Roko Belic bases film on Dad’s fateful journey – Times-Herald
Rocco Bellich got a call from his mother-in-law just 20 years ago. And he never forgets it. The Royal Coast Guard received the SOS signal in the Atlantic Ocean 230 miles west of Ireland.
About four and a half months and 3,000 miles after leaving Cape Cod on a closed 21-foot rowboat, Berwick’s father, retired cardiologist Nena Doberick, died at sea.
Brother Berwick had already experienced a storm even after embarking on a solo trip to Europe.
âI thought, ‘He’s probably fine,’ Loco Bellich remembers.
A month later, it was discovered that the boat, The LÅ«n (“Moon”), had capsized by a fisherman. There is no trace of Nena Doberic or her personal belongings.
âI definitely knew it was over,â Loco said. “There was never a moment when I was convinced of his death, but over the months, I felt better.”
Nenad Berwick’s body has not been found. He was 62 years old.
Over the past 20 years the ship has dropped anchor in Pacifica, Loco has married, has two children, and is a documentary sequel to the 1999 Oscar nominated film “Genghis Blues” by him and his brother Adrian. I continued to produce and direct. Produced while they were residents of Vallejo.
After moving to Southern California, âBeyond the Callâ was announced in 2006. âHappyâ was partially filmed in Benicia in 2007. âTrust Meâ in 2012. âParadiseâ in 2020.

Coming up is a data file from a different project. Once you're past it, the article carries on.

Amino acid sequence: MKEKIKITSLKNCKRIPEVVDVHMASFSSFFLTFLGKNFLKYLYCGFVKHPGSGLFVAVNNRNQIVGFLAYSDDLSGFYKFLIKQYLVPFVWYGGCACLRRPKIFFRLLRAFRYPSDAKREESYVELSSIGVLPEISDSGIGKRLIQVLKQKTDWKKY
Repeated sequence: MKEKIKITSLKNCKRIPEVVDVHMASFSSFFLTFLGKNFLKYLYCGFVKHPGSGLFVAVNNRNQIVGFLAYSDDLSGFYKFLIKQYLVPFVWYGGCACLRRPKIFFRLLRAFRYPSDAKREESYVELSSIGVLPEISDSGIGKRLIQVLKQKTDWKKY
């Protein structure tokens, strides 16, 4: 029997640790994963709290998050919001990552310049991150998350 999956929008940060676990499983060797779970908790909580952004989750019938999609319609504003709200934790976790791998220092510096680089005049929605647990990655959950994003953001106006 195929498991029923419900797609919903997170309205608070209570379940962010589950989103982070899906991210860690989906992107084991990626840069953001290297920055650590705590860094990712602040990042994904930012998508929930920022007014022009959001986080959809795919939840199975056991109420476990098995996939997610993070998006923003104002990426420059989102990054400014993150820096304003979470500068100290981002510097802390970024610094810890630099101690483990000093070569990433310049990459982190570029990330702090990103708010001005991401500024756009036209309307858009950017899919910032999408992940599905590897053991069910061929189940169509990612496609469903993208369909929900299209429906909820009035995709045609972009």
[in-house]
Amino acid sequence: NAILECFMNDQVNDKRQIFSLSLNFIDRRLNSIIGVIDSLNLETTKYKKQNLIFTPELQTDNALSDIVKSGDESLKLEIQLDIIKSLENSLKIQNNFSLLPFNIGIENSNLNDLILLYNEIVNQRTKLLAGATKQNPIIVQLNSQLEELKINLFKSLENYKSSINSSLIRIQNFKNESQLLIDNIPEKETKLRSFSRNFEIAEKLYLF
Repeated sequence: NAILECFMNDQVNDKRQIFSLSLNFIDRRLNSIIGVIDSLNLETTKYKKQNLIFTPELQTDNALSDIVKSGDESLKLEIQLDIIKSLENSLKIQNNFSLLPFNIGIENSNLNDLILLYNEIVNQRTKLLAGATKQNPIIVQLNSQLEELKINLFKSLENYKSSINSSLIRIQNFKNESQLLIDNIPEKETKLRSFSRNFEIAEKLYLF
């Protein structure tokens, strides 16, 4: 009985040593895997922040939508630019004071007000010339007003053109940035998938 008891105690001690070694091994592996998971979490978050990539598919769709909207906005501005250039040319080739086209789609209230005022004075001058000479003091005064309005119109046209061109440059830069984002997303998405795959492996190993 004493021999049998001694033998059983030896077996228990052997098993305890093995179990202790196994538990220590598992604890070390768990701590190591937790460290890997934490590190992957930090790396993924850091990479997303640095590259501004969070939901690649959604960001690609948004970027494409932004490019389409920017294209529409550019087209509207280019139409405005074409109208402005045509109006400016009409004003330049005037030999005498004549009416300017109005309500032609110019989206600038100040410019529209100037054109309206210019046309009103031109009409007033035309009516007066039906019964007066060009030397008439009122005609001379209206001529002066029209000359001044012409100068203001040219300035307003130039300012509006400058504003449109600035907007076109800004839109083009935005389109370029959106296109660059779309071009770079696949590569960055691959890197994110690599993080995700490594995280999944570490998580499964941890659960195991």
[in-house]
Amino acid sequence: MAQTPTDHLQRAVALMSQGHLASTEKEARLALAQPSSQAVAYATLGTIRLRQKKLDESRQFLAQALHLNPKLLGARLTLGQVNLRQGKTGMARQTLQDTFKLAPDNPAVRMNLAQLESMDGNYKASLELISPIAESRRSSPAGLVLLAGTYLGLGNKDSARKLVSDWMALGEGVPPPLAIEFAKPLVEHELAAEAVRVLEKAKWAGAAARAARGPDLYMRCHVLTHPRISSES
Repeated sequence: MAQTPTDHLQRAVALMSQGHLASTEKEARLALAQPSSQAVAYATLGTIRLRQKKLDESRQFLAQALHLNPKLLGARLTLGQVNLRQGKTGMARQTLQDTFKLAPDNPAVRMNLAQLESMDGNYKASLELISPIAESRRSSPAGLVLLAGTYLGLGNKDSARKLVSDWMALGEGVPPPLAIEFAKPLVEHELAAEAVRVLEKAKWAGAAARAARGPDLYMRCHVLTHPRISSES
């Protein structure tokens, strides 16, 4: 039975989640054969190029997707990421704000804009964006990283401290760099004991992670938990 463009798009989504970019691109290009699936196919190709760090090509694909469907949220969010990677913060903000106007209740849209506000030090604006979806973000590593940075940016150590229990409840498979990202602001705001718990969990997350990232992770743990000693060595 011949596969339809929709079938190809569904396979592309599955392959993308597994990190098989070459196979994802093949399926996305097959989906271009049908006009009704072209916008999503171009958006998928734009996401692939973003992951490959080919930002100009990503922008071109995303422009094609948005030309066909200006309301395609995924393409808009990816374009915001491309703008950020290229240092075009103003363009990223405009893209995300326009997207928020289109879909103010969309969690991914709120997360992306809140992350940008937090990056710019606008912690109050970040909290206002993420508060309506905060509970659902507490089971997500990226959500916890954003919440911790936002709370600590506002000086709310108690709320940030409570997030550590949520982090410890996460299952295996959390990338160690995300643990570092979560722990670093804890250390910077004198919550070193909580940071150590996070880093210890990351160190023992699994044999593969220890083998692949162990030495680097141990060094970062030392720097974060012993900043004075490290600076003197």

Movies came and went. And so for years. When he first tested his sailing skills on a family trip to Croatia, Loco turned 50 knowing how old his father was.
In addition to Nenado Berwick, the boat – the central figure – is featured in the story. He stayed on a friend’s pier from Pacifica. Loco wanted to see him, touch him, close his eyes and take his father’s position.
There had to be a movie there. was A movie there. It is not a documentary. An honest feature film.
Berwick had a script. He found a producer and an actor. And last week, he hiked six hours to Pacifica, picked up the ride, tied it to a trailer, and drove it back to the movie star.
The boat was sitting outside, all varnish warned, and the wood was rotten, Loco said. But it was his father’s boat.
âIt’s a mixture of excitementâ¦ to rediscover memories and emotionsâ¦ and also sadness because I know that’s where my father died,â Berwick said over the phone.
Still, there is something wrong with it. Berwick can’t bring his father back, but “I think part of the excitement is reviving and refurbishing the boat and putting it back on the water.”
Berwick has yet to hire a believable soul to refurbish Run for the Movie after his name.
“We’re in the early stages of making a movie,” he said. “Until a few months ago, I did not want to do this project”, he assured “several producers, actors and partial financing”.
Nenad Velika was born in Serbia and spent most of her youth in Croatia. He came to the United States for his stint as a cardiologist, but his parents’ history of seafaring merchant ships has never been lost. It was Loco’s grandfather who was convinced that Nenad would be better off on the path to medicine and later pursuing his travel interests.
On a family trip to Croatia, then 50, Nenad decided to row a boat about 35 miles around the island, leave at 2 a.m. and return the next day.